Proven solutions exist to help address human sustainability while politics prevents adoption in USA. Leading figures from the USA and Israel to gather in Red Rock, Nevada for an international dialogue concerning the future of energy, water, and food
While the Northeast continues to clean up the devastation caused by Hurricane Sandy, the loss of life and unprecedented level of destruction have brought attention to human sustainability. With many residents suffering lack of water, power and long gas lines, New Yorkers were made to feel the impact of scarcity first hand.
Mayor Bloomberg called for the need to "take immediate action" on climate change as a basis for his nomination of President Obama. This statement merely re-ignited the partisan debate over whether climate change is a real issue.
Whether or not one agrees climate change is real, it is undisputable that in 1920 when our grandparents were born there were approximately 2 billion people on earth. When we were born there were 4 billion. When our first child will be born 7 billion, and if we're lucky enough to have grandchildren there may be 9 billion people at their birth.
We are demanding more. More food. More fuel. More water. More everything.
This path is unsustainable and we need to leave a better world for our grandchildren.
Innovation as an answer - coalition outside the beltway is forming
One of the best ways to combat the challenges presented by human sustainability is to increase innovation. Better agricultural methods, energy efficient transportation and water reuse technology are a few of the many examples of innovation that are improving our ability to preserve scarce natural resources. While this innovation exists, what is missing is a grass-roots movement of concerned citizens outside the beltway with clear goals to push for the adoption of these solutions.
To kick-start this, a group led by businessman and philanthropist Ronald S Lauder, of Estee Lauder & Co; 'water czar' Patricia Mulroy, head of Southern Nevada Water, Carolyn Goodman Mayor of Las Vegas and prominent Israeli officials including Former Prime Minister Ehud Olmert, Environmental Minster Gilad Erdan and Deputy Foreign Minister Danny Ayalon together with a group of leading sustainable innovators including CNN Green Pioneer and Nobel Peace Prize nominee Yosef Abramowitz, head of Arava Power Solar Company have proposed a Summit to be held to discuss how America can be more innovative when it comes to sustainability.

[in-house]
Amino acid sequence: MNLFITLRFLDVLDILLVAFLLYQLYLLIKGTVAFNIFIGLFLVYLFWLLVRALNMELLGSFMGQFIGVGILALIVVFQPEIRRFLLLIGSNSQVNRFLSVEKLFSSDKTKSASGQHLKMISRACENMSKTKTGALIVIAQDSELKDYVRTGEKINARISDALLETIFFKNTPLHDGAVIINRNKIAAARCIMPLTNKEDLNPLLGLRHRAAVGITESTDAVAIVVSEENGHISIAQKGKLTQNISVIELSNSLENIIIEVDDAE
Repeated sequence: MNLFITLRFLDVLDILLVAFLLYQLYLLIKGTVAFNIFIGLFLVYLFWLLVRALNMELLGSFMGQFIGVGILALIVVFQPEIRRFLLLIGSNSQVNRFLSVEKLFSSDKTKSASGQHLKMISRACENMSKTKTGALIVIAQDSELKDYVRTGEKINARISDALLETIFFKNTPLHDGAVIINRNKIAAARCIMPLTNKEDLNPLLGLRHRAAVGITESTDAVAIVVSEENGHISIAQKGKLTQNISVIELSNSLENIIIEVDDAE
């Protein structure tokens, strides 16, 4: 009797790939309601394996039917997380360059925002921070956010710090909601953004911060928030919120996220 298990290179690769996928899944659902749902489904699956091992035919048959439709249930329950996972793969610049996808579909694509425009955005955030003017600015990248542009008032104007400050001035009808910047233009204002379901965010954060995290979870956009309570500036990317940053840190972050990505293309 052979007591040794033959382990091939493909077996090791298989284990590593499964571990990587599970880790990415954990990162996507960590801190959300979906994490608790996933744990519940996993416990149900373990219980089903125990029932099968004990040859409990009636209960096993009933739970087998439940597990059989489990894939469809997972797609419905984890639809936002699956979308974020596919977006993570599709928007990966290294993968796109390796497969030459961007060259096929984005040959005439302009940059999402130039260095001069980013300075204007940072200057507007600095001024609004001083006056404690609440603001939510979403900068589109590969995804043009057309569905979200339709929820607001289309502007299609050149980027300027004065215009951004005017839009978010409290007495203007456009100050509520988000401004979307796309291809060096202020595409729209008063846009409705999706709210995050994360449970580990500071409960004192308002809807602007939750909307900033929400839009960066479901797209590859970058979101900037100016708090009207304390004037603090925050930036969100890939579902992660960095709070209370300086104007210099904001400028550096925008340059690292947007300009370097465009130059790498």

"This Summit will be different as it will reach out to civic leaders in the wider community and won't focus on the politics but rather on implementing innovative scalable solutions that can help us meet the challenges of water, food and energy," said Ronald Lauder who will serve as Honorary Chair of the Summit.
The gathering will take place in April 2013 in the desert of Red Rock Canyon, Southern Nevada. Having the climate of the desert of the USA is intended to focus concerned individuals from around the globe of the challenges at hand.
Israeli Minister of Environmental Protection Gilad Erdan stated: "Israel is a leader in sustainable innovation and we are proud to participate and share our solutions."
Patricia Mulroy, General Manager of Southern Nevada Water stated: "We in Southern Nevada have gone to great lengths to live sustainably in what is one of the most unforgiving climates in North America. The community's willingness to come together to meet and surpass our water conservation goals is a testament to our understanding of what it means to live in a sustainable manner, for the benefit of current and future generations."
The Summit will be coordinated by Jewish National Fund, a UN NGO. Since its inception the Jewish National Fund, that has planted 250 million trees in Israel, built over 200 water reservoirs creating in excess of 34 billion gallons of water and invested in Israel's first commercial solar field. The website is jnf.org/summit
Let us leave behind the election and the politics it brings, heal the scars of Hurricane Sandy, and focus on proven sustainability solutions. We have the opportunity and the tools to preserve our diminishing resources, scale technology, innovate together and leave a better world for our children.
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